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DJ rhatfink
The Continental
Thursdays, 7-9 AM

American Splendor
Harvey Pekar
Harvey Pekar / Dark Horse Comics / DC Comics


Who knew there could be so much angst in collecting records? Harvey Pekar did and he shared some of those moments in his autobiographical comic book "American Splendor." Whether it was an ill fated trip to a local radio station under nefarious intent or hustling records off his postal cart at work, Harvey cut to the heart of obsession. These raw stories of a real working class hero with a passion for music transcend the comic book format, elevating it beyond some goody two shoes in underwear and a cape trying to save the world one more time. Check it out!


Drew Wilson
Loud Love Show
Sunday Nights at Midnight

Please Kill Me
Legs McNeil & Gillian McCain
Grove Press

There are a lot of great books about the history of punk rock, a subject that is tailor-made for the oral history format. Such an unexpected cultural explosion from society’s more colorful characters is best told in the manner of “you had to be there.” This book on the rising New York scene is the standard bearer for the style.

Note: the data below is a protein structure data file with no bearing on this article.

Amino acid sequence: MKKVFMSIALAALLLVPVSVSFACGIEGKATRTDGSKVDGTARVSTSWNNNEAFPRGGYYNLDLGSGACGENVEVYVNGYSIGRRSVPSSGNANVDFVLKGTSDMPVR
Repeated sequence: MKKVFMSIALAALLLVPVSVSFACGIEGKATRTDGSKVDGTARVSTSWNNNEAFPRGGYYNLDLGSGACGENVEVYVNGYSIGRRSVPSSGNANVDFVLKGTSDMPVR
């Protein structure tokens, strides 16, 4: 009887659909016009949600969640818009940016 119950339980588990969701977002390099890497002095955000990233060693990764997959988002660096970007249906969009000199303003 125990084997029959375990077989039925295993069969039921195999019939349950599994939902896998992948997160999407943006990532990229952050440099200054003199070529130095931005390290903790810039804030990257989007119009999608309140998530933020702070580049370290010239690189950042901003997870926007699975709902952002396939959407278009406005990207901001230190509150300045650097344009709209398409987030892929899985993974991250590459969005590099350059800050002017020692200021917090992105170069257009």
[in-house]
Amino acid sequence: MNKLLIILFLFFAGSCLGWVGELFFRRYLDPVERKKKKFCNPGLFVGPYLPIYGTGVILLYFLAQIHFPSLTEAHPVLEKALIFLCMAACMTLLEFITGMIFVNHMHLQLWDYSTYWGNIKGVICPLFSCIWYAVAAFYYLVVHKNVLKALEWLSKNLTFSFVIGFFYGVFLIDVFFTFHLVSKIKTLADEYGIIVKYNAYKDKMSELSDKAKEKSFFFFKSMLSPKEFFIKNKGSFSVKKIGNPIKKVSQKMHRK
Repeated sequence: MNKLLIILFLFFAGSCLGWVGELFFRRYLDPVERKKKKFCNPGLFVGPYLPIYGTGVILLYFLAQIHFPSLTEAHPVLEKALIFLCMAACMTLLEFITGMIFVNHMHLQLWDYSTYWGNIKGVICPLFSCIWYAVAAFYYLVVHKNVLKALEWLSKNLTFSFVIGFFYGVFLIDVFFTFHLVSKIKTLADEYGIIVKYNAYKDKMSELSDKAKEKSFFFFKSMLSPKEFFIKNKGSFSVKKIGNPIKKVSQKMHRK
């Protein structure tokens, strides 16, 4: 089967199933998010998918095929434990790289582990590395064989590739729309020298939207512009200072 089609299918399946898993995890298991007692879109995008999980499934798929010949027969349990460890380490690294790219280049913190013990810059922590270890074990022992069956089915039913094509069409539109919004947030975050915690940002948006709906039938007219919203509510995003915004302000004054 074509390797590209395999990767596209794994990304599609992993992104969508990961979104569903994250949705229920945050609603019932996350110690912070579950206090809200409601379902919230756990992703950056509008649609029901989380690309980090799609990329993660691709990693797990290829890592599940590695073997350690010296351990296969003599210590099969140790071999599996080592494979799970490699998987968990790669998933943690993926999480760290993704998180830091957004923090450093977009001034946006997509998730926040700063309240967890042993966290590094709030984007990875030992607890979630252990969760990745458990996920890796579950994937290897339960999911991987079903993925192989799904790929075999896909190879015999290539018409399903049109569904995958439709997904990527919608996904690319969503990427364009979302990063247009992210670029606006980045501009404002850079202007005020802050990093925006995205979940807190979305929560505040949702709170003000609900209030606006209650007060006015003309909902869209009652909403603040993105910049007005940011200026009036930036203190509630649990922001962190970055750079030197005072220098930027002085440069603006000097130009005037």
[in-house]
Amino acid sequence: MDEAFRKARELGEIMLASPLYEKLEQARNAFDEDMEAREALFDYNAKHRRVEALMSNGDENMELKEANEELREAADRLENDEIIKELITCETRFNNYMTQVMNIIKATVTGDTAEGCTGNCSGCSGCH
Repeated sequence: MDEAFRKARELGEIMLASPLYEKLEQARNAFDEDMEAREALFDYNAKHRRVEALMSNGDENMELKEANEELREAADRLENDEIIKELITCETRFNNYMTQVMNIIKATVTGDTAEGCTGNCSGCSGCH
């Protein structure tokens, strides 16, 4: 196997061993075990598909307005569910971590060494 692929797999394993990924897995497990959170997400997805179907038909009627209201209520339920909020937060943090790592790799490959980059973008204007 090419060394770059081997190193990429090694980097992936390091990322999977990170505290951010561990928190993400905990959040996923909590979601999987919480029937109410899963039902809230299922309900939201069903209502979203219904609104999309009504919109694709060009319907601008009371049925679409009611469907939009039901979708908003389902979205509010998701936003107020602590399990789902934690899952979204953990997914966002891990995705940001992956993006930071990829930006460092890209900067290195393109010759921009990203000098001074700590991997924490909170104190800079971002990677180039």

From a trove of unforgettable stories, many dark or at the least, grimy, from now legendary musical figures (many of whom are notoriously difficult interviews) McNeil & McCain fashion an intense feeling of time and place. Readers are not so much told the story of the birth of punk rock as they are thrown directly into it, hearing the music that was produced by the people quoted in their heads as a completed soundtrack.  A necessary read for fans & the open minded.


Laura Powers
Wednesdays, 7–9 AM

Sick On You
Andrew Matheson
Ebury Press

Sick On You is the hilariously tragic tale of The Hollywood Brats, a British glam trash proto-punk band whose big break was always just around the corner. Author Andrew Matheson was the lead singer for The Brats & he pulls no punches in his account of the early '70s London scene. I love a good rock tell-all and this one had me literally laughing out loud. Bonus points for the Cliff Richard cameo.